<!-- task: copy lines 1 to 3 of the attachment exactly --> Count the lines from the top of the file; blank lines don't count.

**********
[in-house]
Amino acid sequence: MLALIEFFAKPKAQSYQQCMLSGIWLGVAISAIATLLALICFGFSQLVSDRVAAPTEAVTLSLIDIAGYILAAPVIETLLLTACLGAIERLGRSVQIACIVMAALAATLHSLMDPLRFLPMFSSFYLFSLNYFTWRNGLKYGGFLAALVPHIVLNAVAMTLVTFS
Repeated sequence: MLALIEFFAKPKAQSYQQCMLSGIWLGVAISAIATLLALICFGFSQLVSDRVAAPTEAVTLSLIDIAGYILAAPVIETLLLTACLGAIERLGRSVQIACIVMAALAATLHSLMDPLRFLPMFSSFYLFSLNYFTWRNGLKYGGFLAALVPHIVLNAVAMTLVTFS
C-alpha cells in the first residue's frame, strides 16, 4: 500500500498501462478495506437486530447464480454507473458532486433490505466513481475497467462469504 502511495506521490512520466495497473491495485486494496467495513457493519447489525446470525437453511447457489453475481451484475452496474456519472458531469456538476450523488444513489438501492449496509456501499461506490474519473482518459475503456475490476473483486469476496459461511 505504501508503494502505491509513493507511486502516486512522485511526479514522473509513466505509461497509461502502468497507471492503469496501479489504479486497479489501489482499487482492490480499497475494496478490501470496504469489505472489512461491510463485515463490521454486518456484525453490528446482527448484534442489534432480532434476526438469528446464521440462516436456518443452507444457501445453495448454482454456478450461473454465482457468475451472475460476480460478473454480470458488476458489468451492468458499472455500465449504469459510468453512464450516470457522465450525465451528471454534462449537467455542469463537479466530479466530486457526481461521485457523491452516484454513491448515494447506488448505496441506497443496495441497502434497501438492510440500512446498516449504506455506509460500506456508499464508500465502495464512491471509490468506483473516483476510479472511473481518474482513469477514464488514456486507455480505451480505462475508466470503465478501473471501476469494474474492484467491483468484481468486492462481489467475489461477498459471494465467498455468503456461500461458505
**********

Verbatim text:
[in-house]
Amino acid sequence: MLALIEFFAKPKAQSYQQCMLSGIWLGVAISAIATLLALICFGFSQLVSDRVAAPTEAVTLSLIDIAGYILAAPVIETLLLTACLGAIERLGRSVQIACIVMAALAATLHSLMDPLRFLPMFSSFYLFSLNYFTWRNGLKYGGFLAALVPHIVLNAVAMTLVTFS
Repeated sequence: MLALIEFFAKPKAQSYQQCMLSGIWLGVAISAIATLLALICFGFSQLVSDRVAAPTEAVTLSLIDIAGYILAAPVIETLLLTACLGAIERLGRSVQIACIVMAALAATLHSLMDPLRFLPMFSSFYLFSLNYFTWRNGLKYGGFLAALVPHIVLNAVAMTLVTFS